Not many institutions in New Zealand are as grand as the Auckland War Memorial Museum.

It looks sublime from the harbour, white and classical on its hill in the Domain.

It is even more impressive up close with the columns at its entrance and the panorama below.

Every Aucklander should attend an Anzac Day dawn service on the forecourt at least once. There is nothing so moving as the veterans' march in the dark and the sunrise on the cenotaph.

But inside the museum these days it is a different story. It has lost direction. It called a public meeting last Tuesday night to invite views on what sort of museum it should be.

At least that was the stated purpose, the real aim was the repair of its public relations after the dissension around its recently departed director. But the issues that sparked that dissension probably bore some connection to the question put to us on Tuesday night.

The presentation and discussion left me with the impression the museum has been infected by a disease that is debilitating some other creative sectors. Call it the disease academic aspiration.

The art of presenting a museum has somehow acquired the language and philosophical uncertainty of an academic subject. Like other fine arts that succumb to that urge, it has lost sight of its essential skill.

Evidently it is no longer fashionable in museumology, or whatever it calls itself, for an institution to be restricted by its artefacts. If there is a "story" a museum wants to tell and it cannot be told by items in its collection, it should find other ways.

Even if its collection could tell the story it is inclined nowadays to prefer other ways. That is how museums have become theme parks like Te Papa.

It's fatal, I fear, for any medium to try to be what it is not. A museum is not a cinema, an auditorium, a classroom, a place for words and photographs or a website. It might use all of those but is not likely to be especially good at them.

I have walked into film displays at the Auckland Museum and walked out again angry at the amateur standard of production that left elementary information gaps.

A museum is good at the presentation of physical objects. Skilfully presented, the object can engage you in a way that connects you with the people and places it represents.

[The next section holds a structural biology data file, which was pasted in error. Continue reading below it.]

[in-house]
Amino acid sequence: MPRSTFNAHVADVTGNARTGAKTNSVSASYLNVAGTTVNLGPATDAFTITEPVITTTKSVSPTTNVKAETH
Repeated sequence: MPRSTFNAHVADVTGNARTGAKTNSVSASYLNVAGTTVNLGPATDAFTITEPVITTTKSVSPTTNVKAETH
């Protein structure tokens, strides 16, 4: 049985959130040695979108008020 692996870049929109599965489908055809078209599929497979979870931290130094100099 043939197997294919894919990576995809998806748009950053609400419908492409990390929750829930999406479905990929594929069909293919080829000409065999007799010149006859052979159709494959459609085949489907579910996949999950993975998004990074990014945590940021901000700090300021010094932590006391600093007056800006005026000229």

Who has not had the experience of gazing at something from the past or a distant place and marvelling that this very bit of wood or metal or whatever, was there? Its not a facsimile, this very thing was touched by real people long dead or living a different sort of life.

It existed in times or places you have read about but cannot experience. You look at the object, know it was there, and thrill at the connection. Museums are for authenticity, not reproductions.

It is the only medium that can display authentic objects and it is not a simple art. It is not easily defined and discussed in an academic way.

People with a flair for it may not be particularly articulate. They may not be academically respectable.

They may not even be running museums anymore. I hear Auckland Museum contracts out its displays. If so, no wonder it has lost its mojo.

The architecture of Auckland's graceful old lady in the Domain should prevent anything too crass being done with her. And she is certain to remain a war museum. Her directors learned a lasting lesson when one of them tried to drop the memorial from the title not so long ago.

But we heard on Tuesday night that the war collection could be corralled into some sort of theme intended to link everything in its walls.

The vaults must be vast. We heard that only 3 per cent of its treasures are on display. It has enough to be a museum of Auckland, of New Zealand, of Maori or the Pacific.

I thought the Pacific was its main claim to fame. Visitors to Auckland were always urged to see the museum for its Polynesian collection. But that received hardly a mention on Tuesday night.

Instead we were presented with a choice of different combinations of people, place and war. If the exercise interested any of the several hundred present they didn't address it.

Instead the organisers heard many childhood memories. If they reflect on the night they will note those memories were not of drawing things, banging things or playing on a screen.

Those children were absorbed in the wonder of an object far from their experience and well displayed. Children have a greater capacity for this than adults.

In their youth the museum was as quiet as a church. It knew itself, knew its audience, knew its skill. It didn't need a contrived theme and does not need one now. It needs to rediscover its art.